To be eligible for Pennsylvania’s Accelerated Rehabilitative Disposition (ARD) program, you must be a non-violent offender with either nothing on your criminal record or nothing that would raise any red flags. Ultimately, whether you qualify for this program depends on the District Attorney overseeing your case. They may elect to try your case if they believe you’re a threat to society or would not otherwise benefit from ARD.
In this situation, you could benefit from retaining an ARD lawyer. They can assess your eligibility for ARD and manage that process. If ARD isn’t possible, they can advocate for you at trial and fight for your freedom.
What Is ARD? How Does It Benefit Criminal Defense Cases?
Before explaining your eligibility for ARD, we want to make sure you understand the program first.
ARD is an intervention program used by the state of Pennsylvania to reduce convictions and incarceration for first-time, non-violent offenders. Each county administers its own ARD program, consistent with Pennsylvania Rules of Criminal Procedure, Ch. 3.
The program offers the arrested individual a chance to have their charges dismissed and their arrest expunged. During the program, you remain under court supervision for up to two years while meeting the court-ordered rehabilitation programs, which may include:
- Drug and alcohol counseling and rehabilitation
- A safe driving course
- Community service
During this process, your license may be suspended, and you may have to pay fines, court costs, and other restitution. If your arrest was drug or alcohol related, the judge may also order you to refrain from using non-prescription drugs or alcohol for the duration of the program.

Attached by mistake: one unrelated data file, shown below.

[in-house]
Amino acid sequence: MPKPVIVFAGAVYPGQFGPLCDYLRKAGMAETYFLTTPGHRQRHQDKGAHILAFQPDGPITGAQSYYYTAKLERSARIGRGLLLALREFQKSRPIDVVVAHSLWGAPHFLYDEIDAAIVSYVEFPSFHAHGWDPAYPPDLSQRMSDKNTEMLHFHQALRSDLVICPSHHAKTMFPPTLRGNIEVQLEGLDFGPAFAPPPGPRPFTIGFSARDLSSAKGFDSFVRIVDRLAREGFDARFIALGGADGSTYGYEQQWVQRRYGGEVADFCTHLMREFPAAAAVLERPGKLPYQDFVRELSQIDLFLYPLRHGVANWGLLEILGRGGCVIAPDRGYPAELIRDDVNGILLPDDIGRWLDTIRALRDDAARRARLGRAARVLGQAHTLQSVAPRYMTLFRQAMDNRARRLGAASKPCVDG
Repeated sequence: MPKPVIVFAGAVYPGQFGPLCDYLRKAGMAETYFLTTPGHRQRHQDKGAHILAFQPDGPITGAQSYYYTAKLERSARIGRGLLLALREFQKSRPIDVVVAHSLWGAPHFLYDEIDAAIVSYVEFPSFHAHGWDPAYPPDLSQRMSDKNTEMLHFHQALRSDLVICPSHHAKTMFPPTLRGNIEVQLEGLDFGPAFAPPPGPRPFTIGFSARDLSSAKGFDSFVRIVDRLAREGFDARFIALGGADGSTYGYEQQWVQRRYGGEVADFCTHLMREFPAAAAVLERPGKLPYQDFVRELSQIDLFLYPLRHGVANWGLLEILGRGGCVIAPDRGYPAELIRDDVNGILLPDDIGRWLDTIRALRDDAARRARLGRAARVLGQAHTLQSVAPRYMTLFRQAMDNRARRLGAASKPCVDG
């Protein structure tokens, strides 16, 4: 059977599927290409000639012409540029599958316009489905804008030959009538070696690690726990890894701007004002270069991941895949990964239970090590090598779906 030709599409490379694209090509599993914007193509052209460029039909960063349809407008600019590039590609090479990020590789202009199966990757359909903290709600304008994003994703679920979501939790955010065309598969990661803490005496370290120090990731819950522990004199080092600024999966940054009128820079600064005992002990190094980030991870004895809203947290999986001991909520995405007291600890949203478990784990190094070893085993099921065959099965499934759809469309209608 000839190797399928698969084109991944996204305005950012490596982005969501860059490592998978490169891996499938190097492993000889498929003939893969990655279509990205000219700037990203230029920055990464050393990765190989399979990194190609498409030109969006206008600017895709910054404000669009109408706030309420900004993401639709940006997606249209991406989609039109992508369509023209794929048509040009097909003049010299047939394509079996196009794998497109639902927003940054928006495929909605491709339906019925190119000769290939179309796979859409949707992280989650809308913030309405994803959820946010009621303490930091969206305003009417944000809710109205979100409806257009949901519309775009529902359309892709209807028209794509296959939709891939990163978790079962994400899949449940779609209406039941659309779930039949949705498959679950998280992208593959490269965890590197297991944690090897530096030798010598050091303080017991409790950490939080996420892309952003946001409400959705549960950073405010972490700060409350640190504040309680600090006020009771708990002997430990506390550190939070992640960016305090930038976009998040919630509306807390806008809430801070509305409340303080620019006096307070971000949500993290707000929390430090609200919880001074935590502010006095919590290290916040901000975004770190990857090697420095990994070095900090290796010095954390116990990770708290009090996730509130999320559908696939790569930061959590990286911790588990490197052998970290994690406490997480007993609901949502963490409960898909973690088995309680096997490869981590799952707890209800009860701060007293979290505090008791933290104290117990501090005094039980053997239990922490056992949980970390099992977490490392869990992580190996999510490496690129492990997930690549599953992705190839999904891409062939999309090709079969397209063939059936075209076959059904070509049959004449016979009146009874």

If you complete all the requirements of the ARD program within the allotted time, the court will dismiss your case and expunge the arrest from your criminal record. This lets you move on from your arrest as though nothing happened.
Non-Violent Offenders With No Criminal Records Qualify for ARD
As noted, the ARD program is reserved for non-violent, first-time offenders. Every case is reviewed on an individual basis by the overseeing court. Factors that could affect your ARD eligibility include:
- Whether you have prior arrests or convictions on your record
- Whether anyone was injured or killed because of the actions that led to your arrest
- Whether you have a substance abuse problem
- Whether there were minors in the vehicle (if you were arrested for a DUI, for instance)
- Whether you had a valid license and insurance (if arrested while driving)
- Whether you were operating heavy equipment
- Whether you were driving under a commercial driver’s license (CDL)
Most ARD-eligible cases involve first-time charges for driving under the influence, drug possession, and minor theft charges. Aggravating factors, such as those listed above, can prevent first-time offenders from qualifying. A criminal defense attorney who handles ARD cases can help you navigate the process.
What Are the Potential Consequences of a Criminal Conviction?
The ARD program aims to limit the long-term consequences of an arrest for first-time, non-violent offenders. These consequences may include:
- License suspension or revocation
- Incarceration in jail or prison
- Drug and alcohol rehabilitation
- Driving safety school
- Ignition interlock device (IID) installation
- A permanent criminal record
- Higher insurance premiums
- Permanent notation on one’s driving record
A conviction for a seemingly minor charge can hurt your ability to secure the job or housing you want. You may also face challenges if you attend college or continuing education programs.